An avid user of the line’s equipment found in parks is spokeswoman and decorated U.S. Paralympian Jennifer French. French sustained a C6/7 spinal-cord injury in a 1998 snowboarding accident. She won a sailing silver medal at the 2012 Paralympic Games in London and became the first woman with a disability to be named the Rolex Yachtwoman of the Year that same year. Working out at Azalea Park near her home in St. Petersburg lets French combine her love of the outdoors with a sense of community and inclusion. 

“I don’t feel isolated and can be part of my open park like everyone else,” French says. “When I go to the outdoor gym near me, there is always someone else there exercising and the age ranges are wide, from teens to seniors. Finding an accessible gym is tough and many times not available. It is free, fun and outdoors.”

The Signature Accessible line is designed to target reverse muscles to help users prevent injury. French notes that her typical routine for using this equipment concentrates on reaching muscle groups that aren’t regularly worked by wheelchair use. While the Signature Accessible line is specifically built for those with disabilities, other Greenfields outdoor equipment can also be utilized by wheelchair users who can transfer.

“I like to do a circuit and rotate around the equipment, then do some cardio around the park,” French says. “It is a great way to exercise various muscles. I typically do extra reps on the reverse butterfly and the lat pulldown since these target muscles opposite of what I typically use to propel my wheelchair.”

A “Funout”

In her role as the line’s spokeswoman, French helps consult others and provides expertise on how the units should be designed and ultimately set up for the best possible experience for exercisers with wheelchairs. She actively seeks input from other wheelchair users to incorporate into her suggestions. Greenfields also directly takes input from exercisers with disabilities — particularly on where and how the equipment is set up.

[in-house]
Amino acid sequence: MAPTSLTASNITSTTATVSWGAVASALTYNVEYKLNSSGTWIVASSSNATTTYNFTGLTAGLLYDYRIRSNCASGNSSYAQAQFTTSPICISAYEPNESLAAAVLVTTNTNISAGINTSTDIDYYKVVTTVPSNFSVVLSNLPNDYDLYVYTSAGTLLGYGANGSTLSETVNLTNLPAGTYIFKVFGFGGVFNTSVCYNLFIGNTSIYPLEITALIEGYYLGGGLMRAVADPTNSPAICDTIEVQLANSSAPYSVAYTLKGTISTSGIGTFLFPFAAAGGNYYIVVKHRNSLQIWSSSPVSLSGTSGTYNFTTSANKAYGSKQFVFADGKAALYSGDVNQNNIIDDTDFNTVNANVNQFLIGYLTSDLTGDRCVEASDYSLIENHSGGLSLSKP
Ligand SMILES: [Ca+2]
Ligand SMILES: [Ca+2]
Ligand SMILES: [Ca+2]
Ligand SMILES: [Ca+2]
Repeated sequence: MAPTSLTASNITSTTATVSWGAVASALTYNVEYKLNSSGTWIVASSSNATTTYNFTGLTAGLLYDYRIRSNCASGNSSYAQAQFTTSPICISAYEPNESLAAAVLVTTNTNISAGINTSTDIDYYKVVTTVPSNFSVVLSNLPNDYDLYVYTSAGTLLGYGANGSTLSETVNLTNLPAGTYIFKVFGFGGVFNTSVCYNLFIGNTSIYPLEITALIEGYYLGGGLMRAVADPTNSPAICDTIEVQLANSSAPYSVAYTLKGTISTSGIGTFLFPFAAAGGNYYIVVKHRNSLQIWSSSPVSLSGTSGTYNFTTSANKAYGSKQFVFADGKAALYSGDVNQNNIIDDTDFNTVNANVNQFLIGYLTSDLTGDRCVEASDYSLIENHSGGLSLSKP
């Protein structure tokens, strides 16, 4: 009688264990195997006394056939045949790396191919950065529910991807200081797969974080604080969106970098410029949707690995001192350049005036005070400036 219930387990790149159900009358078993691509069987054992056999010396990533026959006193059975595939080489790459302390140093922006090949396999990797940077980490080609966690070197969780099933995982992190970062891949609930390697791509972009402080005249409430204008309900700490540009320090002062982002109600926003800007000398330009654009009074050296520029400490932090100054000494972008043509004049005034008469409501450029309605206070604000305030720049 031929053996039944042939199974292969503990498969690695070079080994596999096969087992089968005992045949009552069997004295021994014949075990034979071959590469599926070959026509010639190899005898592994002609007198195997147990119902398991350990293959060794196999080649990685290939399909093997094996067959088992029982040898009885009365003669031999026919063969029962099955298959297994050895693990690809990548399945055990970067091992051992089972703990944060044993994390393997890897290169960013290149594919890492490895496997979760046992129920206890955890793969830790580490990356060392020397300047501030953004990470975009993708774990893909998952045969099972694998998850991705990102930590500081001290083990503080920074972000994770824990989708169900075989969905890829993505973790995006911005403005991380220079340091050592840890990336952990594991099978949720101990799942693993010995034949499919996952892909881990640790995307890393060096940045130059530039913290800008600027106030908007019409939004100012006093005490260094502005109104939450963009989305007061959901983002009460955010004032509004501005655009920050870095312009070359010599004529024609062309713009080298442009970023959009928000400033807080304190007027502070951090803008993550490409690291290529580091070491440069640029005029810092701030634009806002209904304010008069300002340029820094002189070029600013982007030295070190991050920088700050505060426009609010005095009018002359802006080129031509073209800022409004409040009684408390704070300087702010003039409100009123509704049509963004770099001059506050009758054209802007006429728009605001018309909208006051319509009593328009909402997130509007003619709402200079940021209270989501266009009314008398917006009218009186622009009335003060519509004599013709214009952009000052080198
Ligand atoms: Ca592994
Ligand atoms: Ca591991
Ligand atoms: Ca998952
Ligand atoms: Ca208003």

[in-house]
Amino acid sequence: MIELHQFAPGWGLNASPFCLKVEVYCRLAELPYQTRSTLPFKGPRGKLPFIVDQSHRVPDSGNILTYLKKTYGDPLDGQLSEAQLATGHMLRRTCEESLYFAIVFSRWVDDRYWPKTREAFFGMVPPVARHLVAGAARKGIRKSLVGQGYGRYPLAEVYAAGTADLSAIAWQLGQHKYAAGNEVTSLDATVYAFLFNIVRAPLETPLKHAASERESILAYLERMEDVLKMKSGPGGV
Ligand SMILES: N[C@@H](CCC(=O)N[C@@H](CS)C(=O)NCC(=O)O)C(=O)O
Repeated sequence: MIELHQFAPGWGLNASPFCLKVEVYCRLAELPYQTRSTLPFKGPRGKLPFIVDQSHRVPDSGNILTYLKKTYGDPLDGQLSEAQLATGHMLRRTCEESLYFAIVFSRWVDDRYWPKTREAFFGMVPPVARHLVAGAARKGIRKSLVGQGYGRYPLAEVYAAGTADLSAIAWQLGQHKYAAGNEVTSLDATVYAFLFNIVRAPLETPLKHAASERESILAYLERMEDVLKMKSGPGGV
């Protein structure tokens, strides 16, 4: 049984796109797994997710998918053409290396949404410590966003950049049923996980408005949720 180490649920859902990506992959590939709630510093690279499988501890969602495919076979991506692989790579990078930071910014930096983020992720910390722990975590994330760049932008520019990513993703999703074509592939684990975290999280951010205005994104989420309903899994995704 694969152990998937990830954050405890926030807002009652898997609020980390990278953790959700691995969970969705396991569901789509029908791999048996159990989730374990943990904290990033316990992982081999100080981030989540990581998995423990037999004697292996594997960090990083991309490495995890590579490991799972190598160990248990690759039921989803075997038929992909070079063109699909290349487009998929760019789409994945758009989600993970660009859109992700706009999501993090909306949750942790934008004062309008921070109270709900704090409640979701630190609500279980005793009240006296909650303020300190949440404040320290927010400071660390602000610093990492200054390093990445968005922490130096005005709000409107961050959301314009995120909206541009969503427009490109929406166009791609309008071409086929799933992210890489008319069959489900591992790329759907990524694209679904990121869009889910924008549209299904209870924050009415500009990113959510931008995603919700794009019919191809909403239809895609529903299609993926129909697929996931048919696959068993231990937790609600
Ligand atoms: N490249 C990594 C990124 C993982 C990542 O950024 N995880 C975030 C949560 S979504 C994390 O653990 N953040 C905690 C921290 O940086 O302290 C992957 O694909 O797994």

“I get the pleasure of giving input and suggestions but also get to talk with others to listen to their suggestions, too,” French says. “When it comes to designing and configuring accessible outdoor gyms, they take input on equipment placement, site selection and surfacing.”

French enjoys the social aspects of using the equipment at public parks and easily working out alongside able-bodied companions. This element of inclusion makes exercise more fun and engaging, which helps motivate her to stick with her fitness regimens. For anyone looking to become more physically active, French recommends working out at an outdoor gym or other outdoor location with equipment. French also suggests reframing how you think of exercise, as more of a fun, social experience instead of a chore in order to keep up motivation. Exercising outdoors with accessible equipment can help individuals with disabilities achieve fitness goals while having fun and being a part of the community. 

“The nice things about the outdoor gyms is that they are inclusive, so a wheelchair user can exercise alongside an able-bodied person,” French says. “Exercising with other people really helps to keep you motivated to keep coming back. Workout sounds like work. Think of it as a ‘funout.’ Exercise needs to be fun, otherwise it is too easy to lose interest. If you have never exercised before, it might be good to check with your physician or physical therapist. Start the routine slowly and build yourself up. Set yourself a goal and a plan to slowly increase your routine.”

To see if the Signature Accessible line is available in your area or for more information, visit gfoutdoorfitness.com/media-coverage.

Amanda Laverman is a freelance writer and regular contributor to PN living in Urbandale, Iowa.